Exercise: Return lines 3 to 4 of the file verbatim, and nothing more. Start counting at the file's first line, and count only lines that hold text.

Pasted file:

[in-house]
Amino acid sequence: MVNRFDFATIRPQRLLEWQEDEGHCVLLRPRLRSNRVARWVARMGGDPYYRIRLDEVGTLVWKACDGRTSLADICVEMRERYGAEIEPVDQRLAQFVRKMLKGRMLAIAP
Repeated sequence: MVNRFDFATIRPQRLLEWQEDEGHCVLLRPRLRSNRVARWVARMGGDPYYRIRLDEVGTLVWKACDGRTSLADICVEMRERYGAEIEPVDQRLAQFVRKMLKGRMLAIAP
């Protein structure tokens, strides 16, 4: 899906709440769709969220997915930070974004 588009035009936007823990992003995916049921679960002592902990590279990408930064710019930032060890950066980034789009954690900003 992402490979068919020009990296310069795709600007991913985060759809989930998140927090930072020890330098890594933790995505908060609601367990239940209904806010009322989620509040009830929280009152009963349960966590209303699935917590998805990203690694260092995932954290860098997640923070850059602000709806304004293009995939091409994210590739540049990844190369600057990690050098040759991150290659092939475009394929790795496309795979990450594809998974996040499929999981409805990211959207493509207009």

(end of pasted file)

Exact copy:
Repeated sequence: MVNRFDFATIRPQRLLEWQEDEGHCVLLRPRLRSNRVARWVARMGGDPYYRIRLDEVGTLVWKACDGRTSLADICVEMRERYGAEIEPVDQRLAQFVRKMLKGRMLAIAP
């Protein structure tokens, strides 16, 4: 899906709440769709969220997915930070974004 588009035009936007823990992003995916049921679960002592902990590279990408930064710019930032060890950066980034789009954690900003 992402490979068919020009990296310069795709600007991913985060759809989930998140927090930072020890330098890594933790995505908060609601367990239940209904806010009322989620509040009830929280009152009963349960966590209303699935917590998805990203690694260092995932954290860098997640923070850059602000709806304004293009995939091409994210590739540049990844190369600057990690050098040759991150290659092939475009394929790795496309795979990450594809998974996040499929999981409805990211959207493509207009």